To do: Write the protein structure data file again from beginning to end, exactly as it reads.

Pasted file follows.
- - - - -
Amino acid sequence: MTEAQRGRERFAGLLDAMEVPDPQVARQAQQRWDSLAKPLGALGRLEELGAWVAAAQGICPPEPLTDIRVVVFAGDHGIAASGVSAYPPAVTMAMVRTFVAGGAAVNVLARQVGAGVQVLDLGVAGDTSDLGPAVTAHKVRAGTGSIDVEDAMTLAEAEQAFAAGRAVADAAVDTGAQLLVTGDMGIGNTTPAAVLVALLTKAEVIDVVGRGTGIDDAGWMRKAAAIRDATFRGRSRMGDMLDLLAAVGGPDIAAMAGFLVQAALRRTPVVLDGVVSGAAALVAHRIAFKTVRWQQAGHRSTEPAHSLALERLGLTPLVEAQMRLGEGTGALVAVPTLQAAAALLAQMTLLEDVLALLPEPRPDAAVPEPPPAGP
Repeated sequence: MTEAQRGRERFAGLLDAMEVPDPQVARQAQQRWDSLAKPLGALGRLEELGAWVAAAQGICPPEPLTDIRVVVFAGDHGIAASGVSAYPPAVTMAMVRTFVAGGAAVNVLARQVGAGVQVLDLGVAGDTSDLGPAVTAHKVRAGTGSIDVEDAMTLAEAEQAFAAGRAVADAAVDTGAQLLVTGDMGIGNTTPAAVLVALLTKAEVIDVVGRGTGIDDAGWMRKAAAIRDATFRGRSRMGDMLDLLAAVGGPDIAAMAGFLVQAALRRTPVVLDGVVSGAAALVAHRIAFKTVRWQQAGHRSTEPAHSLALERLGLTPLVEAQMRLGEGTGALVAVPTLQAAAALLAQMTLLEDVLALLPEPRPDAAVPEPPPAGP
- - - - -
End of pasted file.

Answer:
Amino acid sequence: MTEAQRGRERFAGLLDAMEVPDPQVARQAQQRWDSLAKPLGALGRLEELGAWVAAAQGICPPEPLTDIRVVVFAGDHGIAASGVSAYPPAVTMAMVRTFVAGGAAVNVLARQVGAGVQVLDLGVAGDTSDLGPAVTAHKVRAGTGSIDVEDAMTLAEAEQAFAAGRAVADAAVDTGAQLLVTGDMGIGNTTPAAVLVALLTKAEVIDVVGRGTGIDDAGWMRKAAAIRDATFRGRSRMGDMLDLLAAVGGPDIAAMAGFLVQAALRRTPVVLDGVVSGAAALVAHRIAFKTVRWQQAGHRSTEPAHSLALERLGLTPLVEAQMRLGEGTGALVAVPTLQAAAALLAQMTLLEDVLALLPEPRPDAAVPEPPPAGP
Repeated sequence: MTEAQRGRERFAGLLDAMEVPDPQVARQAQQRWDSLAKPLGALGRLEELGAWVAAAQGICPPEPLTDIRVVVFAGDHGIAASGVSAYPPAVTMAMVRTFVAGGAAVNVLARQVGAGVQVLDLGVAGDTSDLGPAVTAHKVRAGTGSIDVEDAMTLAEAEQAFAAGRAVADAAVDTGAQLLVTGDMGIGNTTPAAVLVALLTKAEVIDVVGRGTGIDDAGWMRKAAAIRDATFRGRSRMGDMLDLLAAVGGPDIAAMAGFLVQAALRRTPVVLDGVVSGAAALVAHRIAFKTVRWQQAGHRSTEPAHSLALERLGLTPLVEAQMRLGEGTGALVAVPTLQAAAALLAQMTLLEDVLALLPEPRPDAAVPEPPPAGP